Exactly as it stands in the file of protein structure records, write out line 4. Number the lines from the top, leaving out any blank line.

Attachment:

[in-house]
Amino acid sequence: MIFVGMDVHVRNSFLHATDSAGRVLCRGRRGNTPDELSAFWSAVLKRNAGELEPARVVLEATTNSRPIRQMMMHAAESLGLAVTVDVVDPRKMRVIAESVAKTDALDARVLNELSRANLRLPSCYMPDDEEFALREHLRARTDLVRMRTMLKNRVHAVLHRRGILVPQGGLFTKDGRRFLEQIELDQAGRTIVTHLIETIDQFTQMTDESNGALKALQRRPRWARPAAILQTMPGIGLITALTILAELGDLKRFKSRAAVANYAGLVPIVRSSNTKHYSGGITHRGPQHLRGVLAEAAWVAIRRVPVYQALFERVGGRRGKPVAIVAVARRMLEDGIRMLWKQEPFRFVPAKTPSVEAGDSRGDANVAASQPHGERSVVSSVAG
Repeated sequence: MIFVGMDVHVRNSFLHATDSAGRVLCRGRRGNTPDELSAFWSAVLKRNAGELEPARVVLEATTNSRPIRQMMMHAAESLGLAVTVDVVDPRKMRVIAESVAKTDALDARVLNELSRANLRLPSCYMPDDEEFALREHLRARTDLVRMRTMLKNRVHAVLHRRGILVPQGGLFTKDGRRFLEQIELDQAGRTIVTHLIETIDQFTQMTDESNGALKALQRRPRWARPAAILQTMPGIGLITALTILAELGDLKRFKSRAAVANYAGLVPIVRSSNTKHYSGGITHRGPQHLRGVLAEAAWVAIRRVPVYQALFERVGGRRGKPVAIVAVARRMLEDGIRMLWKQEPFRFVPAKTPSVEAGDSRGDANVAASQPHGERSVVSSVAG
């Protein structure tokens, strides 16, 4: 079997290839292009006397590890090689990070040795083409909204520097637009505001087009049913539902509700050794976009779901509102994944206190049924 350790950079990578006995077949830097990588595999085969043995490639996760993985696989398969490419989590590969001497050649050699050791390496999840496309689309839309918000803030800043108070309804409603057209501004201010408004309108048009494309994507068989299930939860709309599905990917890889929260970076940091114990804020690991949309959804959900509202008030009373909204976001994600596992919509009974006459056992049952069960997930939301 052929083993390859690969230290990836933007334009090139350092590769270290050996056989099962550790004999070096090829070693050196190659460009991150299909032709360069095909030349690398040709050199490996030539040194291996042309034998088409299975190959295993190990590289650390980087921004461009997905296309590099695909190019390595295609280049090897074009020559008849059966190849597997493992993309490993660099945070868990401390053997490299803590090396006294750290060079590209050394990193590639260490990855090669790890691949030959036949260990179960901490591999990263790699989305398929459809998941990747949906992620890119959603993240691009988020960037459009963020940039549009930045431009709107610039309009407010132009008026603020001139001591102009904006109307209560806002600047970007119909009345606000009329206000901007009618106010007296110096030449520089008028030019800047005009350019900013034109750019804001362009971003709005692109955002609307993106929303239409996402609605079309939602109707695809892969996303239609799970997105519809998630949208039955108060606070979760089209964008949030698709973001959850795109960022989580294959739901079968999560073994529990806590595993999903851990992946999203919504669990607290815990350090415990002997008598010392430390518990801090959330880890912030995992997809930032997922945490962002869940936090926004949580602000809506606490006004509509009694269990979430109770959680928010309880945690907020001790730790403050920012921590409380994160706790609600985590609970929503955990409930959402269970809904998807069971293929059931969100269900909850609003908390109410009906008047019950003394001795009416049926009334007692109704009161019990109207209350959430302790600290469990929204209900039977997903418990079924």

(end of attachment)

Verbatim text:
């Protein structure tokens, strides 16, 4: 079997290839292009006397590890090689990070040795083409909204520097637009505001087009049913539902509700050794976009779901509102994944206190049924 350790950079990578006995077949830097990588595999085969043995490639996760993985696989398969490419989590590969001497050649050699050791390496999840496309689309839309918000803030800043108070309804409603057209501004201010408004309108048009494309994507068989299930939860709309599905990917890889929260970076940091114990804020690991949309959804959900509202008030009373909204976001994600596992919509009974006459056992049952069960997930939301 052929083993390859690969230290990836933007334009090139350092590769270290050996056989099962550790004999070096090829070693050196190659460009991150299909032709360069095909030349690398040709050199490996030539040194291996042309034998088409299975190959295993190990590289650390980087921004461009997905296309590099695909190019390595295609280049090897074009020559008849059966190849597997493992993309490993660099945070868990401390053997490299803590090396006294750290060079590209050394990193590639260490990855090669790890691949030959036949260990179960901490591999990263790699989305398929459809998941990747949906992620890119959603993240691009988020960037459009963020940039549009930045431009709107610039309009407010132009008026603020001139001591102009904006109307209560806002600047970007119909009345606000009329206000901007009618106010007296110096030449520089008028030019800047005009350019900013034109750019804001362009971003709005692109955002609307993106929303239409996402609605079309939602109707695809892969996303239609799970997105519809998630949208039955108060606070979760089209964008949030698709973001959850795109960022989580294959739901079968999560073994529990806590595993999903851990992946999203919504669990607290815990350090415990002997008598010392430390518990801090959330880890912030995992997809930032997922945490962002869940936090926004949580602000809506606490006004509509009694269990979430109770959680928010309880945690907020001790730790403050920012921590409380994160706790609600985590609970929503955990409930959402269970809904998807069971293929059931969100269900909850609003908390109410009906008047019950003394001795009416049926009334007692109704009161019990109207209350959430302790600290469990929204209900039977997903418990079924």